The weather is finally beginning to warm up, so you might be already looking for a beautiful place to get back in contact with nature and take in the fantastic sights of Canada. Well, as it turns out, you don’t even have to leave Ontario to find that place! The region is home to so much natural beauty that’s hard to believe how close it is all to each other, and now it’s the perfect time to go hiking, cycling or kayaking on their roads and rivers.
This list will show you some of the best summer getaways from Toronto, and what you can do in each of them. It was so hard to choose only five, and we know you would visit each of them one after another if you had a long-enough summer (or no chores to take care of back home), but alas, perhaps you’ll save the rest for next year. Regardless, all of these are home to incredible landscapes of tranquil rivers, deep blue lakes, dense forests and plenty of opportunities for the whole family to enjoy a nice outing, or even to set up camp for a couple of nights. Enjoy your trip!
Killarney Provincial Park
Over 245 square miles of beautiful wilderness awaits you in the Killarney Provincial Park, a true jewel of the Ontario region and absolutely worth the 4.5-hour drive from Toronto. Killarney is perhaps best known for being next to the La Cloche Mountains, a range of stunning white quartzite peaks that stand in contrast with the deep blue waters and lively green treetops all around. The amazing bright pink cliffs around Georgian Bay make for a sight unparalleled throughout all Canada, one of many that was immortalized on canvas by the artists known as The Group of Seven. You will find many hiking trails, camping spots, and be able to spot the abundant wildlife, like bears, deer, fox, moose, and more.
Bon Echo Provincial Park
Located in South Eastern Ontario, the Bon Echo Provincial Park is perhaps the most family-friendly park in our list, but that doesn’t mean that it’s any less beautiful than the rest. The main attraction is the 328-feet-high cliffs of Mazinaw Rock, which are across Mazinaw Lake from the park’s campground, offering an amazing view all through the day as the sun rises then goes down. You’ll want to take the whole family in a canoe or kayak into the cliff’s face, which has some 260 aboriginal pictographs etched into them, and you’ll have an incredible view from the top afterward. There are very few accommodations around the park, so keep this in mind and go well-prepared to camp if you want to visit this place.
Quetico Provincial Park
Are you a nature lover looking for a remote, rugged, and wild experience? Then the Quetico Provincial Park is calling for you. A different breed of park than others around Southern Ontario, Quetico is known for its pristine forests and lakes, a vast country of untamed wilderness that is not full of tourists but of animals and trees. Quetico extends over more 1730 square miles and, while a small highway reaches the campground area of the park, most of the park is only accessible by float plane, boats, or canoeing, so you know this is the real thing. Newcomers are suggested to get help from a local outfitter, even for short trips; some of them will even fly you into place.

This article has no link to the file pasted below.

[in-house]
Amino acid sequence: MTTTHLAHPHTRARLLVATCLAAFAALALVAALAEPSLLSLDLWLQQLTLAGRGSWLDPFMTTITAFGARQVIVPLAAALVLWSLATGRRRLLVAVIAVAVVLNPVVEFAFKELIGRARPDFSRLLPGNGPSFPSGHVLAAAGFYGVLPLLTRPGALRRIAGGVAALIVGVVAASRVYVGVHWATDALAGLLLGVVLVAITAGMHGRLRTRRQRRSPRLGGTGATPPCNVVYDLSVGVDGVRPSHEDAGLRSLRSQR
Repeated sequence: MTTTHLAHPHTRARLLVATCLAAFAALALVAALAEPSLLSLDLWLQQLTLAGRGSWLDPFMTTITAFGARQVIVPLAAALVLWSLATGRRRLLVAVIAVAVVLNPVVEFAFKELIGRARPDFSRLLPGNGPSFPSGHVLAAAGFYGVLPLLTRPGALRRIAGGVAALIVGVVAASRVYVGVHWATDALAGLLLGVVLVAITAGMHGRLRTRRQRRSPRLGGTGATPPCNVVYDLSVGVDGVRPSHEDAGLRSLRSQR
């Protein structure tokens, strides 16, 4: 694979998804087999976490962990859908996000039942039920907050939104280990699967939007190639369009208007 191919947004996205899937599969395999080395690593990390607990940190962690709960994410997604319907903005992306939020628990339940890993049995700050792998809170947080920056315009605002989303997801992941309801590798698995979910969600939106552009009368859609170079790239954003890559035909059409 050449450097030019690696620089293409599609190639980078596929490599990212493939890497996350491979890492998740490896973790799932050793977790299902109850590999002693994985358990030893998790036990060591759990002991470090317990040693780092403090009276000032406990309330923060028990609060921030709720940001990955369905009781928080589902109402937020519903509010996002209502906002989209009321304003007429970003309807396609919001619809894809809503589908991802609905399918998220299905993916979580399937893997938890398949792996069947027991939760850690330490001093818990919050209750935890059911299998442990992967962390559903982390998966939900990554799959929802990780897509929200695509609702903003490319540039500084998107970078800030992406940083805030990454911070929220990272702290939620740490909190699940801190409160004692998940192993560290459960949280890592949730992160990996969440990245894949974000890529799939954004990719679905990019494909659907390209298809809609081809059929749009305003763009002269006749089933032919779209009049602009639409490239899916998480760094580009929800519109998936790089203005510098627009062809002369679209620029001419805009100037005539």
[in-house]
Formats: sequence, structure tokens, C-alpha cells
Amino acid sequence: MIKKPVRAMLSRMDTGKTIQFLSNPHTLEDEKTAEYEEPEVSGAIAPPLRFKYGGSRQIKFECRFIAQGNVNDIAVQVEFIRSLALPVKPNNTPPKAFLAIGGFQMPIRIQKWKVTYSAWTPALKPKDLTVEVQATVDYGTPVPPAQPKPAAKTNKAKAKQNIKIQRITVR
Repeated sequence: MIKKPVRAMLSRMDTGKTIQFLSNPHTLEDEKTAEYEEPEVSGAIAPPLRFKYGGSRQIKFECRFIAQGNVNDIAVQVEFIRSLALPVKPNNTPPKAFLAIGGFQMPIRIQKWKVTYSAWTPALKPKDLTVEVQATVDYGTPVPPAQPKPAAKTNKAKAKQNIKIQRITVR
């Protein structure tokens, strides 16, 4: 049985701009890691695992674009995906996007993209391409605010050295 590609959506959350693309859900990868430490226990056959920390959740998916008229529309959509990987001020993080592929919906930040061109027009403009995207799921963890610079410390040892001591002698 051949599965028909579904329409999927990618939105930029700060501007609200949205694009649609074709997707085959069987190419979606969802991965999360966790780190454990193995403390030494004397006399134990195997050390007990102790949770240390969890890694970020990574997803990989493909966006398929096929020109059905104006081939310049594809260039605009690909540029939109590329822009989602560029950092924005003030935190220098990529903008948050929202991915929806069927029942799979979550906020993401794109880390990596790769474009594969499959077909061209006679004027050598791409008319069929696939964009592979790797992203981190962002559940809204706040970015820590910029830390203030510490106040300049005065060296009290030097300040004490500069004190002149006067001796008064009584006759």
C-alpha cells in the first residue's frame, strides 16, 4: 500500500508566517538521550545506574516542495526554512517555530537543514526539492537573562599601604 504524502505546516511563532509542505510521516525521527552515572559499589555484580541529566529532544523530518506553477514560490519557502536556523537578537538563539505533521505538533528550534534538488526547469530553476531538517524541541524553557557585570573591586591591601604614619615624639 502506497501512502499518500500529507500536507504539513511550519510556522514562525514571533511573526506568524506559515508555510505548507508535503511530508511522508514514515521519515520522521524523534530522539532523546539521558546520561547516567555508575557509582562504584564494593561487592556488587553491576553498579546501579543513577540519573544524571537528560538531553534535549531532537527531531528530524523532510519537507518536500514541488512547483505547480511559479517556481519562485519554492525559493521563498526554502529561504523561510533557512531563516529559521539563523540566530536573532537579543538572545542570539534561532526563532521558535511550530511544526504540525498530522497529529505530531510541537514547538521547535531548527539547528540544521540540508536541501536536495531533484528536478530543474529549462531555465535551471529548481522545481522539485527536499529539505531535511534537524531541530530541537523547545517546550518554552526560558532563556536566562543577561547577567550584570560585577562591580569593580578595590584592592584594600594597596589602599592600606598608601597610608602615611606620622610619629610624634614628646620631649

Point Pelee National Park
Now it’s time for a more peaceful option that still lets the incredible natural sights of Ontario surround you. Point Pelee National Park is located at the southernmost tip of mainland Canada (which is curiously on the same latitude as Rome), and the park itself forms an almost entirely triangular peninsula that touches Lake Erie and is lined by long stretches of beach. Most of the park is an incredibly rich wetland ecosystem where many migratory birds stop to rest, but perhaps the most popular visitors in Point Pelee are the Monarch butterflies that arrive with the fall each year. You can take a pleasant stroll through the marshes via a narrow boardwalk, but adventurous people will want to use a kayak to traverse the beautiful scenery.
Killbear Provincial Park
Another park on the shores of Georgian Bay, and one that is also very family-oriented, the Killbear Provincial Park is full of rocky beaches and lovely sunsets that reflect over the crystalline waters. With seven dedicated campgrounds, many visitors bring their whole families specifically to spend the night at Killbear, and none of the features in the park are rugged or wild enough that a kid won’t be able to tame it under adult supervision; there are plenty of areas with shallow waters and the trails are good for hiking and cycling. What makes this one of the best provincial parks in Ontario is that just sitting on the shore watching the beautiful morning sky extending over the bay is a treat that you won’t easily match anywhere else.